Do you know how to predict your company's electricity consumption over the long term? In this article we will address two factors that influence strategic energy planning: consumption and market price dynamics.
The Statistical Review of World Energy, prepared by British Petroleum (BP), indicates that in 2017 primary energy consumption grew 2.2%, above the average of the last 10 years. Considering the projections, price instability, and concern about environmental issues, the development of a long-term energy consumption plan has become essential for strategic planning in the industrial sector, the largest energy consumer in the world – approximately 51% according to the 2018 BP report.
In addition to increasing their representation, industries that choose to develop a long-term consumption strategy will guarantee a strong basis for energy purchasing negotiations at competitive prices, and also minimize the risks of exposure to the short-term market, where rates are even higher.
Other beneficial factors for planning include the capacity to cushion cost variations from renewable energy generation, such as photovoltaic, wind, or biomass. As well as conscious energy consumption and energy efficiency initiatives in the company's production process.
Energy consumption forecast
Many energy management teams encounter difficulties in scenario forecasting, for example, to perform consumption planning without a dedicated tool. The ability to rapidly anticipate scenarios of energy and utilities consumption of a productive unit or even of an entire site from production plans is very important and brings savings as well as a reduction of operational risks.
The first step in planning consumption is to consolidate historical data. In practice, reference the invoices for the last 24 months for generation, transmission, and distribution, identify the amount of energy consumed during peak and off-peak periods, highlight the times of excessive demand and excess reactive energy consumption. The historical consumption profile, along with growth expectations for the next few years, forms part of the database necessary to construct the forecast of future scenarios.
The second step is to identify the main factors that influence your company's energy consumption, consolidate the historical data of these factors, and generate a mathematical model that demonstrates the relationship between consumption and these indicators.
The greater the adherence of the historical values to the proposed mathematical model, the greater the chances of success in contracting energy over the long term. In this article you can find a few techniques for creating consumption forecast models that can be applied to your business.
Price Forecasting in the Energy Market
According to the article Demand-Side View of Electricity Markets, by senior IEEE (Institute of Electrical and Electronics Engineers) member Daniel S. Kirschen, when it comes to price dynamics in the energy market, committees composed of representatives of producers, transmission and distribution companies, retail traders, and regulators make most of the decisions. And the influence of final consumers on strategic planning in the electricity sector is a market necessity.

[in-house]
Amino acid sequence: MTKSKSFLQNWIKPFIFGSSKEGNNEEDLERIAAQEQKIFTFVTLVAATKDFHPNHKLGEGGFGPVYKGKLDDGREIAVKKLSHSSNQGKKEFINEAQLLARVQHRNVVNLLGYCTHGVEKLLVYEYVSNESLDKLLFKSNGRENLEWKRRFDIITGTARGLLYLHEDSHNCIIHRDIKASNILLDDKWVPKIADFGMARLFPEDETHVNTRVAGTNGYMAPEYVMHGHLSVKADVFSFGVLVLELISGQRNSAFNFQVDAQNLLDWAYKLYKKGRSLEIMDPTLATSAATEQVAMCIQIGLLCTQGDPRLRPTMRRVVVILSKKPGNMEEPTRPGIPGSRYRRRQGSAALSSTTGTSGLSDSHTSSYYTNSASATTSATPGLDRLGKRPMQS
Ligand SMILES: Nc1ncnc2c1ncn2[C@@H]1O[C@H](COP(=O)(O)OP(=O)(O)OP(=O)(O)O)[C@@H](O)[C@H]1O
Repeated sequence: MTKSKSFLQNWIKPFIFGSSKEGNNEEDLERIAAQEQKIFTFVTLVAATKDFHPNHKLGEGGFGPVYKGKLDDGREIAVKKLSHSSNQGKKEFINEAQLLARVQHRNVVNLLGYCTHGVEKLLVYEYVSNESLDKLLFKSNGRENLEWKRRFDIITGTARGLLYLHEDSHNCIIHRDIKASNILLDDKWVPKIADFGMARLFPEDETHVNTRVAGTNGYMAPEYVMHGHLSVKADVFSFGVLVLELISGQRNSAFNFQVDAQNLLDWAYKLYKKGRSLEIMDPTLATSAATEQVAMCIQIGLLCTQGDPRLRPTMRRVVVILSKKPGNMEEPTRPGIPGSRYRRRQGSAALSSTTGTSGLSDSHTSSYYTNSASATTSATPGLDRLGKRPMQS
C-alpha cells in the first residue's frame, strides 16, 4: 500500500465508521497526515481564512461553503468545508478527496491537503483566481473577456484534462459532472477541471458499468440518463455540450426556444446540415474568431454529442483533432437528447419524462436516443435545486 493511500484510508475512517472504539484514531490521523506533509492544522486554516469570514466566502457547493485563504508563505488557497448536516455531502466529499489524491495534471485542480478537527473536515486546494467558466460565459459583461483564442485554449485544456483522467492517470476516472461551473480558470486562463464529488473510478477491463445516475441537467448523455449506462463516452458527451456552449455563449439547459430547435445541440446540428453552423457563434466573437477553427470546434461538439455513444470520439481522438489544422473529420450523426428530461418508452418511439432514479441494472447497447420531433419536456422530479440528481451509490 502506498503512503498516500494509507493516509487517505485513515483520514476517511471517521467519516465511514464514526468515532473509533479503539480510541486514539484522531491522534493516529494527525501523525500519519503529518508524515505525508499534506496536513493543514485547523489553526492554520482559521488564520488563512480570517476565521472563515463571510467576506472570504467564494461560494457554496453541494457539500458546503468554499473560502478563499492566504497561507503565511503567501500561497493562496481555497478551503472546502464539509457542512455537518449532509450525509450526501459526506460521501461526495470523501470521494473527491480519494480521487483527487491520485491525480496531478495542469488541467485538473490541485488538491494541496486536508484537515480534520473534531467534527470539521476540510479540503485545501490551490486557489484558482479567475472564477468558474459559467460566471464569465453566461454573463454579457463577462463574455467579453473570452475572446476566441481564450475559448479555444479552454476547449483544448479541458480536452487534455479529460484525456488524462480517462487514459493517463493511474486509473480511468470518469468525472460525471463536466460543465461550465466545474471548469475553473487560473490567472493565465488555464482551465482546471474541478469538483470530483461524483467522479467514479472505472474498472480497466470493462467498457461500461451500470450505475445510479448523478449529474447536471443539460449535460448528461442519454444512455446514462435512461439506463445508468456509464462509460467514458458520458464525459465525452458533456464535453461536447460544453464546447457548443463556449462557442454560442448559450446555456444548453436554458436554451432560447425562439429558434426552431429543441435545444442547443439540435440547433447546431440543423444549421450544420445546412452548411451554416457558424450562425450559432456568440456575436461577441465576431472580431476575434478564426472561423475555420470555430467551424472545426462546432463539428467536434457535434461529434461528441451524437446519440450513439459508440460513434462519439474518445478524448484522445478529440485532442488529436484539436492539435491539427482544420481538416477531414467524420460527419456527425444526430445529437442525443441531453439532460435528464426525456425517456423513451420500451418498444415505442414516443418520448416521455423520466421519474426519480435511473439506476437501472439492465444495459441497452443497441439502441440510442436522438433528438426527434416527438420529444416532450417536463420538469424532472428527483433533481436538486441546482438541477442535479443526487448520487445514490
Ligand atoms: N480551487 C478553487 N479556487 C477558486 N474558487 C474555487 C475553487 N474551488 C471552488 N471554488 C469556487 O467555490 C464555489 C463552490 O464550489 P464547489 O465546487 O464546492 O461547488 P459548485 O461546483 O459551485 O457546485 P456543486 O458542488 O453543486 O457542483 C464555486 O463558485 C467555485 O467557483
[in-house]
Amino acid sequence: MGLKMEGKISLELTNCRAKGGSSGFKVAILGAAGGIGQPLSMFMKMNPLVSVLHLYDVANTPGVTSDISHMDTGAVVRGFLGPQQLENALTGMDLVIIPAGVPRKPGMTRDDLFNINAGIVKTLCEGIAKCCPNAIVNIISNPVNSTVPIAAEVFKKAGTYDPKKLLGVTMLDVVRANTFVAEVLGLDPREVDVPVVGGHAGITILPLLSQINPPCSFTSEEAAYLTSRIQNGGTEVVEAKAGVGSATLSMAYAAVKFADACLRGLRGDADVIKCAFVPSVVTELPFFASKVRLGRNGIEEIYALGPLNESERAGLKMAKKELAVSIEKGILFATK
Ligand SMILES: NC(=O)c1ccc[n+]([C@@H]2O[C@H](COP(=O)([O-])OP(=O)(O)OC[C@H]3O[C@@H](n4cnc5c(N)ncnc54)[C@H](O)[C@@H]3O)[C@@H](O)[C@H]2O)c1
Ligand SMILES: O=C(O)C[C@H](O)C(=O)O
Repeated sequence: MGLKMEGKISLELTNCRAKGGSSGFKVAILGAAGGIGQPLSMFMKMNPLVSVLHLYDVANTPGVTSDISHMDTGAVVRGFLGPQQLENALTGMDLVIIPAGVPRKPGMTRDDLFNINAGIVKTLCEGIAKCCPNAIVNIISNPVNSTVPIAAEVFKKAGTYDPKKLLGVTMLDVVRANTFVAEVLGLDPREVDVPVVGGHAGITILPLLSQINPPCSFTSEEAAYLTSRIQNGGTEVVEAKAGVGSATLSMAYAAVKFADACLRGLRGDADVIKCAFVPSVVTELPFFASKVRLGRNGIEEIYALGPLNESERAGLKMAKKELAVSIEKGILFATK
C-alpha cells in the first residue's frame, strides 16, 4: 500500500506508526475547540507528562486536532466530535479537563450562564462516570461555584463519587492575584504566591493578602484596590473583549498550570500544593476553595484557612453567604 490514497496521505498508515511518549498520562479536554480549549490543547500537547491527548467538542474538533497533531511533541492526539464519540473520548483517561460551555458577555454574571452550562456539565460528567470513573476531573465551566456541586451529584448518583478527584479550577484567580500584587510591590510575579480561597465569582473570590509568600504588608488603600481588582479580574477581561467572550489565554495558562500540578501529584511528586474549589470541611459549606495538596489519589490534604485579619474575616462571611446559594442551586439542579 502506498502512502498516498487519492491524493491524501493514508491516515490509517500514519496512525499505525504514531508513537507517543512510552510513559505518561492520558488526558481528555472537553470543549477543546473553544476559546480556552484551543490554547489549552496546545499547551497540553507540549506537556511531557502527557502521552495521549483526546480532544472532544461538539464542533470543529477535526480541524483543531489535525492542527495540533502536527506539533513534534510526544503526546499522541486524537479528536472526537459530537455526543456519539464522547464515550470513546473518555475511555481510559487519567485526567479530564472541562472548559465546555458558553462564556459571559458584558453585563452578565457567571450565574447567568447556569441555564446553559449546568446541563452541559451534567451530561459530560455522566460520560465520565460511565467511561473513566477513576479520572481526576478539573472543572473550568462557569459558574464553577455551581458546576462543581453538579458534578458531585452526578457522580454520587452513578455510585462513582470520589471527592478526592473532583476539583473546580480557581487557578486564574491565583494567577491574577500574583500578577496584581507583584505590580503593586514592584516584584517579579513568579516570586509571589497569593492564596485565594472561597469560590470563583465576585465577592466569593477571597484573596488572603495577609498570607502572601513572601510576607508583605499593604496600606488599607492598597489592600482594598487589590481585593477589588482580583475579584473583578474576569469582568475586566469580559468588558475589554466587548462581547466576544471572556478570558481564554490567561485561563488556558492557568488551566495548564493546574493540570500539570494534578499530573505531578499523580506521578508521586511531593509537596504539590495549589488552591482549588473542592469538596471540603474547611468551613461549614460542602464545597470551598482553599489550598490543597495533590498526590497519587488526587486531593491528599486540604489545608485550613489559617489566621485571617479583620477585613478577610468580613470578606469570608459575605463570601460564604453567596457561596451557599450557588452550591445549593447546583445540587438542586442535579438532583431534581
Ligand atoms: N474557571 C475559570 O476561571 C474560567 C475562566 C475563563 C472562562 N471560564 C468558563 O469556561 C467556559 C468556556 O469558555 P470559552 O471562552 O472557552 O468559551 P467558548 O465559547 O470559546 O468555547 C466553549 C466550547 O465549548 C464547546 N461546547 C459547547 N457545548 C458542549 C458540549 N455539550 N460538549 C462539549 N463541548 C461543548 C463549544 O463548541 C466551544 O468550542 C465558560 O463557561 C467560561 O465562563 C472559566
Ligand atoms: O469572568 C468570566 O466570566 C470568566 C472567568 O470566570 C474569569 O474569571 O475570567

Although not an easy task, understanding price dynamics is of fundamental importance to consumers who are considering migrating to the environment of non-regulated energy procurement. The complexity is due to the fact that the price of energy derives from the balance of the market, and this balance is in turn influenced by load and generation factors. Seasonal, meteorological, and economic factors are considered for the load factor. The generation factor includes factors such as the increase or decrease in generation capacity, interruptions for maintenance, and transmission congestion.
A reasonable accuracy can be obtained when predicting the long-term averave value and the expected volatility of prices for assessing coverage contracts. Techniques for forecasting the price of energy vary from neural networks to traditional time-series forecast models and can be consulted in the articles by Szkuta and Nogales, both of whom are members of the IEEE.
How to perform energy planning using a system
Analyzing data through metrics anchored to manual processes, for input of information, report generation, graphics, scenario projections, and synergy between areas is extremely complex and specific, which requires significant time from the team.
With the integrated real-time monitoring of energy inputs, an energy management system facilitates the management of the entire budgeting cycle of the organization, orchestrating procedures of prediction of consumption and of corresponding costs and offering information for planning that is more appropriate to the reality of the company and its objectives.